Exactly two years before this concert, the Shreveport quartet Seratones posted the video for "Kingdom Come" on YouTube, stating name and business at the song's opening to meet the qualifications of NPR's Tiny Desk Contest. Somehow, frontwoman A.J. Haynes' thereminesque spooky scat and the band's nimble underpinning didn't score them a win, but they got invited to play a Tiny Desk Concert, anyway. Since then, they've linked up with Fat Possum Records and become terrifically tight. What's more, Haynes' steamy swagger as a frontwoman has moved into the category of "undeniable," as evidenced in her commanding performance last May at the White Water Tavern (does that dive bar in the band's video for "Sun" look familiar, Capitol View denizens?). As long as we're talking about lead singers with swagger: Bad Match opens the show. SS


7 p.m. 21c Museum Hotel. $5 suggested donation.

In a message and "special Inauguration Day offer," playwright Lauren Gunderson wrote, "The communal embrace of theatre was always an ancient way of processing politics, society, and great change. I believe it still is." In that spirit, she and her publisher Playscripts waived the rights to "any theatre company, group, or band of ragtag persons who want to stage a reading of 'The Taming' on Inauguration Day 2017. ... In a theatre, in a house, on a street. It's on us." One such company, ArkansasStaged, is doing exactly that at Bentonville's 21C Museum Hotel; it's a benefit for Planned Parenthood. University of Arkansas theater instructor Jenny McKnight directs a cast and musical ensemble of women in the self-described "all-female political farce," set against the backdrop of the Miss America pageant in which Miss Georgia has enlisted a right-wing Southern senator and a left-wing blogger to help her rewrite the U.S. Constitution. The performance lasts about 90 minutes. If you can't make it to Northwest Arkansas, but like the idea of staging your own living room reading of "The Taming," search for the play on playscripts.com and follow Gunderson's instructions: "Place an order for the rights and select an "offline" form of payment: check or purchase order. Email info@playscripts.com and tell them that your reading is a part of the Inauguration Day project and you will not be charged. Gather, read, laugh, rage, post pics." Over 40 companies or "bands of ragtag persons" across the U.S. have signed on to the project and listed their reading on the play's Tumblr page. SS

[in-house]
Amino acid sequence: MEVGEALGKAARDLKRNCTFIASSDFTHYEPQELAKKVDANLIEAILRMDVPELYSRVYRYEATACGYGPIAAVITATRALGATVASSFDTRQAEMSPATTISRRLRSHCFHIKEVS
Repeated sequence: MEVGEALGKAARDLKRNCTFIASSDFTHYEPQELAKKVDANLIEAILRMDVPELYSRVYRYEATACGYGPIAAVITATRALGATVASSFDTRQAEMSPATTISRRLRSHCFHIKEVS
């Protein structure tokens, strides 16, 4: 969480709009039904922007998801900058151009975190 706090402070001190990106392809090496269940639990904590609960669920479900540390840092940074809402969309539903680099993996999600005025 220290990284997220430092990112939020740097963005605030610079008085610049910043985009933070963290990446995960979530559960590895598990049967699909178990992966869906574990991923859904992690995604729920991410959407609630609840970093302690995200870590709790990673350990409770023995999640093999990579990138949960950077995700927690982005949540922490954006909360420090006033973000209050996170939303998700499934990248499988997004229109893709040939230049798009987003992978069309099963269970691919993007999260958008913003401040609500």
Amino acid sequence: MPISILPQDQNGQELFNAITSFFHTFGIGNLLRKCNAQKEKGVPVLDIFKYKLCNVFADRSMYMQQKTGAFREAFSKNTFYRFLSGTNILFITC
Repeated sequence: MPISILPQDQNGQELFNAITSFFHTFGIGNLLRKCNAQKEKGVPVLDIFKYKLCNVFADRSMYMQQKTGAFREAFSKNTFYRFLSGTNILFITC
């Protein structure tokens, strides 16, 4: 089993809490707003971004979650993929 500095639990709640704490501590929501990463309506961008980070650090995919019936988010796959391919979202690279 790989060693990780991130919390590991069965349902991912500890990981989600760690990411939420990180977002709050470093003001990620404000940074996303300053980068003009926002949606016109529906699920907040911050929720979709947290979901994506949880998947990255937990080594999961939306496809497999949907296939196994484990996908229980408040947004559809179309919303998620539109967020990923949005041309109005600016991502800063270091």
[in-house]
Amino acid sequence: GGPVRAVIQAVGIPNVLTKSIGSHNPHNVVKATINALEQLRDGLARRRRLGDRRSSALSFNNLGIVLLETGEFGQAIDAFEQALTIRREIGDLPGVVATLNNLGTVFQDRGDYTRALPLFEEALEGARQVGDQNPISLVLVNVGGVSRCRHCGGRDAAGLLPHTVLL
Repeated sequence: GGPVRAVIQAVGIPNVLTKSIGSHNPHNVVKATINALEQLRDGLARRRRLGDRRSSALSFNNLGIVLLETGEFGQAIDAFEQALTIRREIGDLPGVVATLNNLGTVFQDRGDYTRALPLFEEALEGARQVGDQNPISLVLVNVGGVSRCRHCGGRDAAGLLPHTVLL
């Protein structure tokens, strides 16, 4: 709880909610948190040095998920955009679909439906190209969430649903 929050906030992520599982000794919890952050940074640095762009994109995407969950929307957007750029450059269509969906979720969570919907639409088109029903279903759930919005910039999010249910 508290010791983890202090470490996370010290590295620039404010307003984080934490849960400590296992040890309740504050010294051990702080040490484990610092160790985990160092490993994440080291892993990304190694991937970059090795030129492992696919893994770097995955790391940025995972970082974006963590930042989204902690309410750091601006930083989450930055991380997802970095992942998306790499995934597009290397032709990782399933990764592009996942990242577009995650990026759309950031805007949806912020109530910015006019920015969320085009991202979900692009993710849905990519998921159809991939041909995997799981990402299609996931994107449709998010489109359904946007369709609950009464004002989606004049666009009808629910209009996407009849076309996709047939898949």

6-9 p.m. Core Public House.

The Latino Art Project, whose members have exhibited sometimes extraordinary work in North Little Rock venues for the past couple of years, will this Friday open "Eye of the Beholder" at Core (411 Main St.). Artists Luis Atilano, Luis Saldana, Martin Flores, Carla Ramos, Susana Casillas, Matt Teravest, Toni Arnone, Hannah Hinojosa, Becky Botos, Chris James and Vickie Hendrix-Siebenmorgen will show work in a variety of mediums. The reception will be 6-9 p.m. Verbal art joins the visual art at 8:30 p.m. when the poetry duo Half Sestina 811 performs. LNP